POWER CORRUPTS!1 of 12
Heroes become villains pretty often (especially if you’re an X-Man), but sometimes a good-guy-gone-bad leaves a major impact.
Now, the DC Universe will be home to a team of good heroes gone bad as the Joker Who Laughs corrupts six DC heroes as a new Secret Six.
With some of those turncoats now revealed, we’re digging back into comic book history to look at ten other times superheroes became supervillains – or worse.
OMNI-MAN2 of 12
The Viltrumite alien race is not known for their heroes.
When they sent one of their own to Earth, he apparently came to take care of the humans as their greatest protector. As "Nolan Grayson," the alien visitor had a wife and a son, Mark.
Mark began his career as the superhero Invincible, excited to fight by his father's side. However, his father turned against him, revealed as the herald of the conquering race. Mark didn't take too kindly to the betrayal, and he took even less kindly to the severe, near-death beatdown daddy dearest gave him as a parting shot.
Omni-Man's betrayal wasn't as whole-hog as it looked though, and his story was far from over, with the character returning several times throughout the series, as both villain and hero. The ideal that he once represented even inspired his second son, Oliver, to take up the name "Kid Omni-Man" once he became a hero.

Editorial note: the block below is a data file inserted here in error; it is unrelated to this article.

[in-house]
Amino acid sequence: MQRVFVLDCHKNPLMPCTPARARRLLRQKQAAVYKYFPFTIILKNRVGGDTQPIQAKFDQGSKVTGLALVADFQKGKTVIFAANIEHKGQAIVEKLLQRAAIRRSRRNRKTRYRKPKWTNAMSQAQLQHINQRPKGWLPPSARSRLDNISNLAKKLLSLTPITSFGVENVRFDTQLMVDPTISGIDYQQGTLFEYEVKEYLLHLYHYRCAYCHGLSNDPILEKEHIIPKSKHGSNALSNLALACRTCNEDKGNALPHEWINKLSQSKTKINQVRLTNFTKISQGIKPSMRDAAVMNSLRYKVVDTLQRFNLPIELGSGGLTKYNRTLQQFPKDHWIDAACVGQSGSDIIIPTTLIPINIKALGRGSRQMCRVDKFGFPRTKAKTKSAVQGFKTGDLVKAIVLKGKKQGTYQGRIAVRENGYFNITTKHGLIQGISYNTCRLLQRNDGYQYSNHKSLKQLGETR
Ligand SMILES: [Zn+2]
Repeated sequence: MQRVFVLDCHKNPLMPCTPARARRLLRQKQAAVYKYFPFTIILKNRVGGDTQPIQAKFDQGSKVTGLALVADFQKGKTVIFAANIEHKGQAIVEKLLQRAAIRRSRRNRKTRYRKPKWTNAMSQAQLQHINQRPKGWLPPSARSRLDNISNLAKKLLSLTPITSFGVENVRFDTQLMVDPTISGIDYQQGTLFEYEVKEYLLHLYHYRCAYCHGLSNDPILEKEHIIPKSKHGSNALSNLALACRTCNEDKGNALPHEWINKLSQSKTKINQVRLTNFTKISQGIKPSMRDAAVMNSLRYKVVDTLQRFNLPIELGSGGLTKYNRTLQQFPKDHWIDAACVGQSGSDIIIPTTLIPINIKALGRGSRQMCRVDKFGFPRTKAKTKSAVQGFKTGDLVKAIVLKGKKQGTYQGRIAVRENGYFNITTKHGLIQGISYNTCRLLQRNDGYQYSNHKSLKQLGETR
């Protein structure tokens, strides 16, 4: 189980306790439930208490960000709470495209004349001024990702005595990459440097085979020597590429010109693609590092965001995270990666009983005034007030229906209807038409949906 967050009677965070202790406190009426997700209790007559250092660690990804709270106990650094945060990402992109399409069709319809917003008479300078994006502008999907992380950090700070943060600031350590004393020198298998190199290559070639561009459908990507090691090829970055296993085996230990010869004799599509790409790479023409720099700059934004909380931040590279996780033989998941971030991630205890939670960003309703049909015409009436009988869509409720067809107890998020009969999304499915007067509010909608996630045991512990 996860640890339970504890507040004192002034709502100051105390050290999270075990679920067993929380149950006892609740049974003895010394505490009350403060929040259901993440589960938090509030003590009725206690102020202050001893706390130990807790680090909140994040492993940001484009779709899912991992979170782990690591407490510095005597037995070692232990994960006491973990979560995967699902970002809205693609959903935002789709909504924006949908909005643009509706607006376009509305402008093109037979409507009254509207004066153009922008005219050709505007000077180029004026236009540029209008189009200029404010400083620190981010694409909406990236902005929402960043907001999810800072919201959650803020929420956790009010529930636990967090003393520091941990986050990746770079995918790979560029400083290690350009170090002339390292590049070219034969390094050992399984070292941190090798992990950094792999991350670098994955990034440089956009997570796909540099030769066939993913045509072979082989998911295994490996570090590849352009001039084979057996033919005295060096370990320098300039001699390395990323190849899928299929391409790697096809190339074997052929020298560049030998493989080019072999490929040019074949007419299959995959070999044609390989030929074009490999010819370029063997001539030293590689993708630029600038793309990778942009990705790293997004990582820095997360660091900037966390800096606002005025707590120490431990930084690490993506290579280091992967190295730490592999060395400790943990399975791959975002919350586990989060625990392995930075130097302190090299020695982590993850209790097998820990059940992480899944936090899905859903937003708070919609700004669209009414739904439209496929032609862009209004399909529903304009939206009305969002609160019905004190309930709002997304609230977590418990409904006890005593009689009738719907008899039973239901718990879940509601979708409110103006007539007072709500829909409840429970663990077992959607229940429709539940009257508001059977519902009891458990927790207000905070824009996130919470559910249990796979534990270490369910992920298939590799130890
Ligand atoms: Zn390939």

SUPERBOY PRIME3 of 12
Superboy Prime's story is somewhat familiar at first, with a young Kal-El being sent to Earth as Krypton is destroyed. However, this particular Earth doesn't have any superheroes.
It does have a DC Comics, and that company publishes the stories of many heroes, like Batman, Green Lantern, and the greatest hero of all, Superman!
When a baby boy is found by a family with the surname Kent, they name the boy Clark despite the father's misgivings. Clark then receives Superman memorabilia all his life, even sometimes getting picked on by his peers for his name. That is, until his powers kick in (conveniently while he's in a Superboy costume for Halloween).
After helping save the universe in Crisis on Infinite Earths, the Superboy from Earth-Prime is sent to a "paradise dimension" with his mentor Kal-L, his wife Lois, and Alexander Luthor from another Earth. Unfortunately, it wasn't a paradise to the young Clark. He went batty watching the heroes of the new Earth falling into darker and darker times, getting so angry that he punched his way through a wall of reality to break out of his prison (retconning DC history along the way).
What followed was an era of carnage at the hands of Superboy Prime as he tears across multiple realities, joining the villainous Yellow Lanterns and even menacing the Legion of Super-Heroes in the guise of the Time Trapper.
Superboy Prime hasn't been seen in a while, since he was last defeated by being imprisoned in the Source Wall.
JEAN LORING4 of 12
While not a superhero, Jean Loring's betrayal is certainly legendary.